7) Controllable receptacles — The plug loads in some spaces in commercial buildings must now have the same automatic shutoff function as lighting loads. This requirement calls for both controlled and uncontrolled power outlets in certain space types. The controlled outlets can serve computer monitors, cellphone chargers, fan heaters, and other appliances that can be switched off at night. One method of compliance is to have the lighting control system also operate the controlled outlets.

8) Security/safety lighting — Security and egress lighting must be switched off automatically when buildings are unoccupied (this does not include exit signage). Corridor and stairwell lighting must now have a control device that automatically reduces lighting power by at least 50% when the area is unoccupied. Offices can maintain lighting 24/7, but only along designated paths of egress — and at a reduced maximum of just 0.05W per square foot. The occupancy sensors and controls for aisles and open areas of a warehouse have to reduce lighting power by at least 50% during unoccupied periods.

9) Extending sensing and controls — For the first time, lighting in parking garages, lots, and loading/unloading areas must have photocontrols and incorporate occupancy sensors that allow lighting to be switched off or turned to a low level when no one is present. Automatic daylighting controls must use multi-level, continuous dimming, or ON/OFF control.

10) Outdoor lighting — Power densities are reduced for a full range of outdoor luminaires. In addition to photocontrols and automatic scheduling, occupancy sensing devices (controls) are needed for certain outdoor lighting applications — luminaires mounted up to 24 ft above ground and for any incandescent luminaire rated more than 100W. In general, controls must reduce lighting power to each luminaire by at least 40% when the area is unoccupied.

Most outdoor lighting equipment, such as street luminaires, creates some form of glare in the nighttime darkness, and code bodies have developed light pollution/trespass rules to reduce this problem. The new Title 24 law eliminates the old method for classifying outdoor luminaires up to 175W. Instead, luminaires up to 150W must comply with the uplight and glare portions of the IESNA’s BUG assessment system for outdoor lighting.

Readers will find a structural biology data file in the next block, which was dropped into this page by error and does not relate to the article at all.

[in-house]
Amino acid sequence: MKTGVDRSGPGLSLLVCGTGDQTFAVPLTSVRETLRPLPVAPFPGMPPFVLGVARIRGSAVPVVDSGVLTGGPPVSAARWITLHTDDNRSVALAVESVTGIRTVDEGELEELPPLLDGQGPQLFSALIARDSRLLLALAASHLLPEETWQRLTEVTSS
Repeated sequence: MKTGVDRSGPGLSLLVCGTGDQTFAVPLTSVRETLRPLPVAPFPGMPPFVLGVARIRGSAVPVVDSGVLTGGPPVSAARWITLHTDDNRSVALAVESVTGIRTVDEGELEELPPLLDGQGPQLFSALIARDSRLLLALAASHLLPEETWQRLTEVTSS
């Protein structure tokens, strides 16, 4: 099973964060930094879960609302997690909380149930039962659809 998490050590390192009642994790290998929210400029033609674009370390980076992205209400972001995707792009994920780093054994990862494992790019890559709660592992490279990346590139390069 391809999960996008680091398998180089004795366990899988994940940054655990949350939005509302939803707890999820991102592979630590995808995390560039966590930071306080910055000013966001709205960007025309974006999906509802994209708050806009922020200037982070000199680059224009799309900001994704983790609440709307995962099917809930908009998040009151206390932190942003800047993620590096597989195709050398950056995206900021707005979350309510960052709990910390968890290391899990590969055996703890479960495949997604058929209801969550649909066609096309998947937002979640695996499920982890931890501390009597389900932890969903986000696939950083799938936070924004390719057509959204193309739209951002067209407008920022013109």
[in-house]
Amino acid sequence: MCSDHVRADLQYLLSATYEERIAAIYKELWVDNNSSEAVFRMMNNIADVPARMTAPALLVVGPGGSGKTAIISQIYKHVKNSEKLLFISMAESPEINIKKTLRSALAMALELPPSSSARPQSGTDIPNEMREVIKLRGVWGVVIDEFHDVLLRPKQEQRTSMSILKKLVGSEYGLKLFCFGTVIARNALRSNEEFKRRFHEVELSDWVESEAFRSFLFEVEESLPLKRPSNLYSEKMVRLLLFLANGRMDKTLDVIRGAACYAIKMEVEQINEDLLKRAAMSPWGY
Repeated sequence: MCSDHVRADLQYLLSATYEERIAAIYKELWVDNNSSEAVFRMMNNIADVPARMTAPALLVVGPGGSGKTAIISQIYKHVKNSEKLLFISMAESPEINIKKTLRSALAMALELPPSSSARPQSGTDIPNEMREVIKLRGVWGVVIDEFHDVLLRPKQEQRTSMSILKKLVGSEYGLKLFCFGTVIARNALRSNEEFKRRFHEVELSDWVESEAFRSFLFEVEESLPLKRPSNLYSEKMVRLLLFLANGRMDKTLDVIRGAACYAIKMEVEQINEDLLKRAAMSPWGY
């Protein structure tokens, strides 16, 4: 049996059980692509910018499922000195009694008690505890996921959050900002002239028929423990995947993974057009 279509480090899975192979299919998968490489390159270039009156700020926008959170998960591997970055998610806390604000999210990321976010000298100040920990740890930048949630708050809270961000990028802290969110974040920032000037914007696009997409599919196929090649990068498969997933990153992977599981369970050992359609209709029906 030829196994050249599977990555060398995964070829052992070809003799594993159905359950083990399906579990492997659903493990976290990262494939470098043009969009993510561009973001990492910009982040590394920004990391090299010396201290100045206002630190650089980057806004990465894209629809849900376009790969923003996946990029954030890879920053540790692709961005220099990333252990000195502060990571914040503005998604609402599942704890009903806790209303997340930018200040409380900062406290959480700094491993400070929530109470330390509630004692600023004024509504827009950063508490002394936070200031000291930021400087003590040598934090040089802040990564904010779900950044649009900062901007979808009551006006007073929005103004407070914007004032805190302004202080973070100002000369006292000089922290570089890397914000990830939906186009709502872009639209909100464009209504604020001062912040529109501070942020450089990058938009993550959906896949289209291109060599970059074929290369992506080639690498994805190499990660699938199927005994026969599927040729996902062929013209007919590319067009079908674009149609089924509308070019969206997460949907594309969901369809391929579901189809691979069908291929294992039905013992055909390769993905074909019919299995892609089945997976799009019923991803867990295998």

The individual lighting power allowances for building exteriors are based upon the applicable lighting zone (one of four) for the building site, which permits more lighting in urban zones and less lighting in suburban and rural zones. The four lighting zones cover from undeveloped areas (such as national and state parks) to high-activity commercial districts.

Residential lighting changes are not numerous, but they do introduce requirements for high-efficacy sources as well as vacancy sensors and controls in bathrooms, utility rooms, and other spaces. The 2013 rules also call for better skylights and high-performance windows.

In working toward greater building operation efficiencies with the newest version of Title 24 regulations, the state of California is urging building design teams to assess the applicable codes, standards, and criteria (recognizing that they are all interrelated) and to find the best way to meet, or surpass, the lighting code requirements.      

Author’s Note: A special thanks to Owen Howlett, lighting specialist at the California Energy Commission, for assisting in the development of this article.

SIDEBAR: Net-Zero Energy Building Training Ground

The National Electrical Contractors Association (NECA) and the International Brotherhood of Electrical Workers (IBEW) opened a zero net training facility in San Leandro, Calif., last June. Located south of Oakland, the Alameda County Joint Apprenticeship and Training Committee (JATC) training facility serves NorCal NECA and IBEW Local 595.

The 46,000-sq-ft building is on track to become the first net-zero retrofit building, and it should achieve the U.S. Green Building Council’s LEED Platinum certification. Energy-saving features include: LED light sources and fluorescent luminaires circuited through daylight and occupancy sensor-initiated controls; integrated variable refrigerant flow (VRF) systems control room temperature and software initiated monitoring systems verify the building’s performance. Electricians will be trained to understand, install, and maintain many of these energy-saving features.

With its multiple energy conservation measures, the ZNE Center consumes less than 140kW of electrical energy, while a similar commercial building of the same size would use more than 550kW. In addition to DOE net-zero status, the center also exceeds California’s 2030 energy efficiency effort by meeting the zero net goal 17 years in advance. According to Local 595 Business Manager Victor Uno, “This facility shows our commitment to future generations of highly trained and skilled electrical workers.”

About the Author

Joseph R. Knisley | Lighting Consultant

Joe earned a BA degree from Queens College and trained as an electronics technician in the U.S. Navy. He is a member of the IEEE Communications Society, Building Industry Consulting Service International (BICSI), and IESNA. Joe worked on the editorial staff of Electrical Wholesaling magazine before joining EC&M in 1969. He received the Jesse H. Neal Award for Editorial Excellence in 1966 and 1968. He currently serves as the group's resident expert on the topics of voice/video/data communications technology and lighting.